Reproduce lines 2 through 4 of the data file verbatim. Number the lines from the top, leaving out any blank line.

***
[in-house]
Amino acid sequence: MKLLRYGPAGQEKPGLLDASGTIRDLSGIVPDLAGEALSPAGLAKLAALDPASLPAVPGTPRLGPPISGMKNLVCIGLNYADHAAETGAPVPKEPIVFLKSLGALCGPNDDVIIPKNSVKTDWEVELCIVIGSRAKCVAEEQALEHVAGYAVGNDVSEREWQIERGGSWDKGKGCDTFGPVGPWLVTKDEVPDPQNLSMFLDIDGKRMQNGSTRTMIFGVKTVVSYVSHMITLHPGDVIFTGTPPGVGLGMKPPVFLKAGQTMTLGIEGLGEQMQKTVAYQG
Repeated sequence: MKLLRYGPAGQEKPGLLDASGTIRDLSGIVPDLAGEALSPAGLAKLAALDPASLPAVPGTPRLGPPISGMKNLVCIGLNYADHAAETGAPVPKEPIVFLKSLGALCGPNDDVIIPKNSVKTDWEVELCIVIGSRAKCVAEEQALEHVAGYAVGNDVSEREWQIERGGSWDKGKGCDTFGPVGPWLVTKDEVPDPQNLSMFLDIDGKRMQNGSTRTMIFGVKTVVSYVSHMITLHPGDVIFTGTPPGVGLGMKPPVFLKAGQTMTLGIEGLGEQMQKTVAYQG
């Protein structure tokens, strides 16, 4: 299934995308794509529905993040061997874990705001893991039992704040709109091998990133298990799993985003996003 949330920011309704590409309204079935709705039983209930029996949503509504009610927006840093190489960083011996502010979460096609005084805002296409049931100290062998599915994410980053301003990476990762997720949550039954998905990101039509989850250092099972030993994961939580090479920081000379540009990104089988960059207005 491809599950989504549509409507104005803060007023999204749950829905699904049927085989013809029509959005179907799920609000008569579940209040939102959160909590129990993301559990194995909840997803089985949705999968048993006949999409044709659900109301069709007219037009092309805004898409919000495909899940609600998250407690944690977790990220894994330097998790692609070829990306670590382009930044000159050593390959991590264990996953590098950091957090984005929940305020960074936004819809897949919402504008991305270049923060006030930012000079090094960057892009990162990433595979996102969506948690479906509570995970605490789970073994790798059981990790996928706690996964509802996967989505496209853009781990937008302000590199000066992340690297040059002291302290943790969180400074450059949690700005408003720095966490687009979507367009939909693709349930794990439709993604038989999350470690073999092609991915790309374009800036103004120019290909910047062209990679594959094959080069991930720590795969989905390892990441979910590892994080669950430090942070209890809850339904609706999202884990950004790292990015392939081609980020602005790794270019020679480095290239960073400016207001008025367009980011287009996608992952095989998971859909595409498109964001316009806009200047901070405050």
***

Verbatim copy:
Amino acid sequence: MKLLRYGPAGQEKPGLLDASGTIRDLSGIVPDLAGEALSPAGLAKLAALDPASLPAVPGTPRLGPPISGMKNLVCIGLNYADHAAETGAPVPKEPIVFLKSLGALCGPNDDVIIPKNSVKTDWEVELCIVIGSRAKCVAEEQALEHVAGYAVGNDVSEREWQIERGGSWDKGKGCDTFGPVGPWLVTKDEVPDPQNLSMFLDIDGKRMQNGSTRTMIFGVKTVVSYVSHMITLHPGDVIFTGTPPGVGLGMKPPVFLKAGQTMTLGIEGLGEQMQKTVAYQG
Repeated sequence: MKLLRYGPAGQEKPGLLDASGTIRDLSGIVPDLAGEALSPAGLAKLAALDPASLPAVPGTPRLGPPISGMKNLVCIGLNYADHAAETGAPVPKEPIVFLKSLGALCGPNDDVIIPKNSVKTDWEVELCIVIGSRAKCVAEEQALEHVAGYAVGNDVSEREWQIERGGSWDKGKGCDTFGPVGPWLVTKDEVPDPQNLSMFLDIDGKRMQNGSTRTMIFGVKTVVSYVSHMITLHPGDVIFTGTPPGVGLGMKPPVFLKAGQTMTLGIEGLGEQMQKTVAYQG
């Protein structure tokens, strides 16, 4: 299934995308794509529905993040061997874990705001893991039992704040709109091998990133298990799993985003996003 949330920011309704590409309204079935709705039983209930029996949503509504009610927006840093190489960083011996502010979460096609005084805002296409049931100290062998599915994410980053301003990476990762997720949550039954998905990101039509989850250092099972030993994961939580090479920081000379540009990104089988960059207005 491809599950989504549509409507104005803060007023999204749950829905699904049927085989013809029509959005179907799920609000008569579940209040939102959160909590129990993301559990194995909840997803089985949705999968048993006949999409044709659900109301069709007219037009092309805004898409919000495909899940609600998250407690944690977790990220894994330097998790692609070829990306670590382009930044000159050593390959991590264990996953590098950091957090984005929940305020960074936004819809897949919402504008991305270049923060006030930012000079090094960057892009990162990433595979996102969506948690479906509570995970605490789970073994790798059981990790996928706690996964509802996967989505496209853009781990937008302000590199000066992340690297040059002291302290943790969180400074450059949690700005408003720095966490687009979507367009939909693709349930794990439709993604038989999350470690073999092609991915790309374009800036103004120019290909910047062209990679594959094959080069991930720590795969989905390892990441979910590892994080669950430090942070209890809850339904609706999202884990950004790292990015392939081609980020602005790794270019020679480095290239960073400016207001008025367009980011287009996608992952095989998971859909595409498109964001316009806009200047901070405050």